In Hernandezcueva v. E.F. Brady Company, Inc. (2015) 243 Cal.App.4th 249, the California Second District Court reversed a jury finding that a drywall subcontractor was not negligent, and held for the first time that under the “stream-of-commerce theory,” a contractor who uses, installs or furnishes defective products is subject to “strict products liability” even if the product is merely incidental to its work. E.F. Brady was a drywall subcontractor who bid to install drywall. Only 25% of its bid was allocated to materials and 75% was allocated to labor. Unknown to the subcontractor, the joint compound contained asbestos. The subcontractor was held liable under “strict products liability” law based on exposure occurring in 1995 for a mesothelioma diagnosis in 2011, since it had a “participatory connection” to the stream of commerce.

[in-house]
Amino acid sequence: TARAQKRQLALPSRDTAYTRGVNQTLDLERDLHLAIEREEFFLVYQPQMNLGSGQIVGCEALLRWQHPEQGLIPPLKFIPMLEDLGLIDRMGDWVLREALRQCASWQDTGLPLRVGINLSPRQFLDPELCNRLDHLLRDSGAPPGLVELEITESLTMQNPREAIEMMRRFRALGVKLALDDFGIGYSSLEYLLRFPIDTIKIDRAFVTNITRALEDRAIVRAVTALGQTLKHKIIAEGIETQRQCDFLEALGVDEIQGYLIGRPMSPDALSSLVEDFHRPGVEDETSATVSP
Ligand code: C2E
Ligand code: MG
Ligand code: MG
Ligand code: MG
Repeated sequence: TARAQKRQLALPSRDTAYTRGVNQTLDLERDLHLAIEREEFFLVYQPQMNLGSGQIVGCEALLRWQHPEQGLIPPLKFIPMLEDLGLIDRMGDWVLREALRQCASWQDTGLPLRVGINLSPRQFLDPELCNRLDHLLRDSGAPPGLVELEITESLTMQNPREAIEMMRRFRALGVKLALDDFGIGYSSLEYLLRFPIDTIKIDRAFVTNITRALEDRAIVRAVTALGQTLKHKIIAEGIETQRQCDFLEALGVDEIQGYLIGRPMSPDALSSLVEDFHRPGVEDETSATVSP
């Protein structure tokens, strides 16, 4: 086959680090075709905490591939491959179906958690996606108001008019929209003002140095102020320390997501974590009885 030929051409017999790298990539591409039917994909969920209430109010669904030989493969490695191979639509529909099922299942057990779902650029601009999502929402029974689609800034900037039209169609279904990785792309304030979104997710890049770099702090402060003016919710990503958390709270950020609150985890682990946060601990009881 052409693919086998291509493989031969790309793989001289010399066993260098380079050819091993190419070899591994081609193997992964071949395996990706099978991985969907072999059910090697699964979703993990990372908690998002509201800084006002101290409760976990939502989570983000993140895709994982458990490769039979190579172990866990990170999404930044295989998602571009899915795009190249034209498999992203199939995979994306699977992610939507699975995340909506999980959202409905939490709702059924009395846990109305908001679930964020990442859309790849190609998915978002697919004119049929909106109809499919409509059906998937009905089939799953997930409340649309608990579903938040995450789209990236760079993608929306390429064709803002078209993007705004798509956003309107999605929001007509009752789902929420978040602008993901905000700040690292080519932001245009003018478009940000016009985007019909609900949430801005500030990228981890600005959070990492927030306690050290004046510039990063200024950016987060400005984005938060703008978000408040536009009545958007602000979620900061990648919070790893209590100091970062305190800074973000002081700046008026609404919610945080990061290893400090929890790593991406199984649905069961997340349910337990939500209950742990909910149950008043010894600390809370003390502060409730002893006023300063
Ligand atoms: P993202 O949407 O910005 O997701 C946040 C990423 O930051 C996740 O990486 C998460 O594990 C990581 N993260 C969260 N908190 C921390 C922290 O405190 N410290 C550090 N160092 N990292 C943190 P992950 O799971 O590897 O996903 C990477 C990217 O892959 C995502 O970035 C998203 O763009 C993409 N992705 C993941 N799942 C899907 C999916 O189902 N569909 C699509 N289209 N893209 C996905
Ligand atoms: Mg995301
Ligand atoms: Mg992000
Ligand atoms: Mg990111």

Almost all major manufacturers of asbestos containing products have filed for bankruptcy and established “trusts” to compensate persons suffering from mesothelioma, but under California law, partial payment by a manufacturer’s trust as a joint tortfeasor does not relieve the subcontractor from strict products liability for the unpaid balance of plaintiff’s total personal injury claim. Under strict products liability, joint and several liability still applies.
The 25% allocation to material costs is not a bright line which will cutoff potential strict products liability. The Hernandezcueva decision is not limited to asbestos litigation, and the decision is a reminder that contractors and subcontractors should carry increased liability limits with policies that afford completed operations and products coverage. The increased risk exposure can be expected to increase insurance costs and the costs of construction, and may put small subcontractors at risk of insolvency since the average mesothelioma case can be in multiples of a million dollars.
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